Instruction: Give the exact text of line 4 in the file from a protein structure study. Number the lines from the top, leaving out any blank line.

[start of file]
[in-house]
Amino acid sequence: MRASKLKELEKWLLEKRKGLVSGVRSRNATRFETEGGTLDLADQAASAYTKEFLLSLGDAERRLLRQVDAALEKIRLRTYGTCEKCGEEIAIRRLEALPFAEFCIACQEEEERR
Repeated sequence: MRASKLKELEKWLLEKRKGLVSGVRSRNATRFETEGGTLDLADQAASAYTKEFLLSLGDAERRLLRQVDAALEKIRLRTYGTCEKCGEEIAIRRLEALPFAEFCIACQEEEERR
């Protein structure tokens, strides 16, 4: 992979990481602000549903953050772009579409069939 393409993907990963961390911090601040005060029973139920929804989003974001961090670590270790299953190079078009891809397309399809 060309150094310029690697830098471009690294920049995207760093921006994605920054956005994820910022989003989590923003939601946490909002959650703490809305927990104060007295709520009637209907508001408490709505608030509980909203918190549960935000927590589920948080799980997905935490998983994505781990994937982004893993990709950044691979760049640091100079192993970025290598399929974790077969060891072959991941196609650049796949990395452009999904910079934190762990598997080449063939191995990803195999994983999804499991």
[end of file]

């Protein structure tokens, strides 16, 4: 992979990481602000549903953050772009579409069939 393409993907990963961390911090601040005060029973139920929804989003974001961090670590270790299953190079078009891809397309399809 060309150094310029690697830098471009690294920049995207760093921006994605920054956005994820910022989003989590923003939601946490909002959650703490809305927990104060007295709520009637209907508001408490709505608030509980909203918190549960935000927590589920948080799980997905935490998983994505781990994937982004893993990709950044691979760049640091100079192993970025290598399929974790077969060891072959991941196609650049796949990395452009999904910079934190762990598997080449063939191995990803195999994983999804499991």